Feel sorry for Keith Maupin. Thanks to Bush, Maupin is yet another victim, as are all the other captives and, especially, the innocent dead of Fallujah, Baghdad, and other besieged cities of Iraq. Feel sorry for the more than 10,000 civilians killed since Bush told his lies and invaded, violating international law and the Geneva Conventions. Blame not only Bush and the neocons. Blame as well, and possibly primarily, the American people for supporting Bush. 50 percent of Americans, according to a recent Gallup poll, believe “all in all” the invasion was worth it. Blame them for Bush’s Sabra and Shatilla massacre.

Of course, early next year, as Bush or Kerry urge Congress to reactivate the draft and “stay the course” in Iraq and more and more soldiers arrive home in “transport tubes” (coffins) at Dover Air Force Base in Delaware, the American people may change their minds.

In the meantime, more Iraqis will die and the “central hand” of the resistance will continue to fight until Bush and the Pentagon are forced to leave.

Let us hope it will be sooner before later.

KURT NIMMO is a photographer and multimedia developer in Las Cruces, New Mexico. Visit his excellent no holds barred blog at www.kurtnimmo.com/blogger.html . Nimmo is a contributor to Cockburn and St. Clair’s, The Politics of Anti-Semitism. A collection of his essays for CounterPunch, Another Day in the Empire, is now available from Dandelion Books.

He can be reached at: nimmo@zianet.com


KURT NIMMO is a photographer and multimedia developer in Las Cruces, New Mexico. Visit his excellent no holds barred blog at www.kurtnimmo.com/ . Nimmo is a contributor to Cockburn and St. Clair’s, The Politics of Anti-Semitism. A collection of his essays for CounterPunch, Another Day in the Empire, is now available from Dandelion Books. He can be reached at: nimmo@zianet.com

November 25, 2015
Jeff Taylor
Bob Dylan and Christian Zionism
Dana E. Abizaid
Provoking Russia
Oliver Tickell
Syria’s Cauldron of Fire: a Downed Russian Jet and the Battle of Two Pipelines
Patrick Cockburn
Trigger Happy: Will Turkey’s Downing of Russian Jet Backfire on NATO?
Robert Fisk
The Soothsayers of Eternal War
Russell Mokhiber
The Coming Boycott of Nike
Ted Rall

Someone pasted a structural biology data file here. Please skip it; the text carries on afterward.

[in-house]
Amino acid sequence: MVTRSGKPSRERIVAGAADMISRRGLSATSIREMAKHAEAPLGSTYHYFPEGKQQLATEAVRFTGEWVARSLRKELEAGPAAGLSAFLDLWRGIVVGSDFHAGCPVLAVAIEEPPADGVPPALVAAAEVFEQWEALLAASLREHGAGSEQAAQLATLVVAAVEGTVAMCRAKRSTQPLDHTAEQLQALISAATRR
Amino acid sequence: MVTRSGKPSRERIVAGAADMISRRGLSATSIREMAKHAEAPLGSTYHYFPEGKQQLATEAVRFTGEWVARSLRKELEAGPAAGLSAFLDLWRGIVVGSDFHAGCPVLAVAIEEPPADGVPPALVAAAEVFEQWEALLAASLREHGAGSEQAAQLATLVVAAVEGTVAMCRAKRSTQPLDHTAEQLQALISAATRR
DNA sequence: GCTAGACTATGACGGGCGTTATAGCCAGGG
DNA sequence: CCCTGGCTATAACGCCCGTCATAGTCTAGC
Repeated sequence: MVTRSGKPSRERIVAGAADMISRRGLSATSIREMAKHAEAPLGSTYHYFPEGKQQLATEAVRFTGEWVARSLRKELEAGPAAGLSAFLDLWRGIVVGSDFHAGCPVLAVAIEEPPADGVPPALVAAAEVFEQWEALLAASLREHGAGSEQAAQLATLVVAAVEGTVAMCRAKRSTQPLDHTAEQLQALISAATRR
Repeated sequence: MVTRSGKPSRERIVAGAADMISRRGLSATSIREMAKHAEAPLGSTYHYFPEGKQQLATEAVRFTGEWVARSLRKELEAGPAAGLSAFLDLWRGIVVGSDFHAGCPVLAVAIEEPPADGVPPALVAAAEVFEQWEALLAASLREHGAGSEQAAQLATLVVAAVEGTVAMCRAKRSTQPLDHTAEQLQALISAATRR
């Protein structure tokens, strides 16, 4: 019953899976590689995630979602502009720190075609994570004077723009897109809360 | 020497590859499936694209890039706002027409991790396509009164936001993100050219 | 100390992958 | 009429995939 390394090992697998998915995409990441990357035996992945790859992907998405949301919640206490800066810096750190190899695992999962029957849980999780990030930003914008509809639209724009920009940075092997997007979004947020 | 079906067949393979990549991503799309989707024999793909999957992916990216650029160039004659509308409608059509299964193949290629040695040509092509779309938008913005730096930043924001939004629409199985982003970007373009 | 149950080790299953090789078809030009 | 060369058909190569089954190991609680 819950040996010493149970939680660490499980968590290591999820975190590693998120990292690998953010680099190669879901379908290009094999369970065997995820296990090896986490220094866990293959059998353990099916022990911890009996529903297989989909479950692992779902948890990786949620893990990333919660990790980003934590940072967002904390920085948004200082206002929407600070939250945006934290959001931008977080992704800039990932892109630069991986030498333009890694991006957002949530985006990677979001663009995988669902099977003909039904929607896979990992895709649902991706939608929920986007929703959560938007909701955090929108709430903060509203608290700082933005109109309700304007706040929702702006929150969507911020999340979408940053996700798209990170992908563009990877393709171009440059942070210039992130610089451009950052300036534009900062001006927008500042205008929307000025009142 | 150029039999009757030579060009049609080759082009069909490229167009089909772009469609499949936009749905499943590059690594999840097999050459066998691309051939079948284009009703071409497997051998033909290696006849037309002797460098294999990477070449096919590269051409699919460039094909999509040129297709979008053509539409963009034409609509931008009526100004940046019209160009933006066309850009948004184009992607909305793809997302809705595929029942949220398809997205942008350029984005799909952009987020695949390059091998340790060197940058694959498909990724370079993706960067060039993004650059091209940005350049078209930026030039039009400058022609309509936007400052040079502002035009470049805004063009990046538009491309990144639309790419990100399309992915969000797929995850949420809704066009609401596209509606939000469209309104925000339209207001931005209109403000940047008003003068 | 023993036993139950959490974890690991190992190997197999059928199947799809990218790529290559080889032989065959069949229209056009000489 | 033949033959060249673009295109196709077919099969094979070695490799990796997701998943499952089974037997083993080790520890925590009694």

Like Father Like Son: George W. Bush Was Bad, His Father May Have Been Worse
Matt Peppe
Bad Policy, Bad Ethics: U.S. Military Bases Abroad
Martha Rosenberg
Pfizer Too Big (and Slippery) to Fail
Yorgos Mitralias
Bernie Sanders, Mr. Voutsis and the Truth Commission on Greek Public Debt
Jorge Vilches
Too Big for Fed: Have Central Banks Lost Control?
Sam Husseini
Why Trump is Wrong About Waterboarding — It’s Probably Not What You Think
Binoy Kampmark
The Perils of Certainty: Obama and the Assad Regime
Roger Annis
State of Emergency in Crimea
Soud Sharabani
ISIS in Lebanon: An Interview with Andre Vltchek
Thomas Knapp
NATO: This Deal is a Turkey
November 24, 2015
Dave Lindorff
An Invisible US Hand Leading to War? Turkey’s Downing of a Russian Jet was an Act of Madness
Mike Whitney
Turkey Downs Russian Fighter to Draw NATO and US Deeper into Syrian Quagmire
Walter Clemens
Who Created This Monster?
Patrick Graham
Bombing ISIS Will Not Work
Lida Maxwell
Who Gets to Demand Safety?
Eric Draitser
Refugees as Weapons in a Propaganda War
David Rosen
Trump’s Enemies List: a Trial Balloon for More Repression?
Chris Gilbert
“Why Socialism?” Revisited: Reflections Inspired by Einstein’s Article
Eric Mann
Playing Politics While the Planet Sizzles
Charles Davis
NSA Spies on Venezuela’s Oil Company
Michael Barker
Democracy vs. Political Policing
Barry Lando
Shocked by Trump? Churchill Wanted to “Collar Them All”
Cal Winslow
When Workers Fight: the National Union of Healthcare Workers Wins Battle with Kaiser
Norman Pollack
Where Does It End?: Left Political Correctness
David Macaray
Companies Continue to Profit by Playing Dumb
Binoy Kampmark
Animals in Conflict: Diesel, Dobrynya and Sentimental Security
Dave Welsh
Defiant Haiti: “We Won’t Let You Steal These Elections!”
November 23, 2015
Vijay Prashad
The Doctrine of 9/11 Anti-Immigration
John Wight
After Paris: Hypocrisy and Mendacity Writ Large
Joseph G. Ramsey
No Excuses, No Exceptions: the Moral Imperative to Offer Refuge
Patrick Cockburn
ISIS Thrives on the Disunity of Its Enemies
Andrew Moss
The Message of Montgomery: 60 Years Later
Jim Green
James Hansen’s Nuclear Fantasies
Robert Koehler
The Absence of History in the Aftermath of Paris
Dave Lindorff
The US Media and Propaganda
Dave Randle
France and Martial Law
Gilbert Mercier
If We Are at War, Let’s Bring Back the Draft!
Alexey Malashenko
Putin’s Syrian Gambit
Binoy Kampmark
Closing the Door: US Politics and the Refugee Debate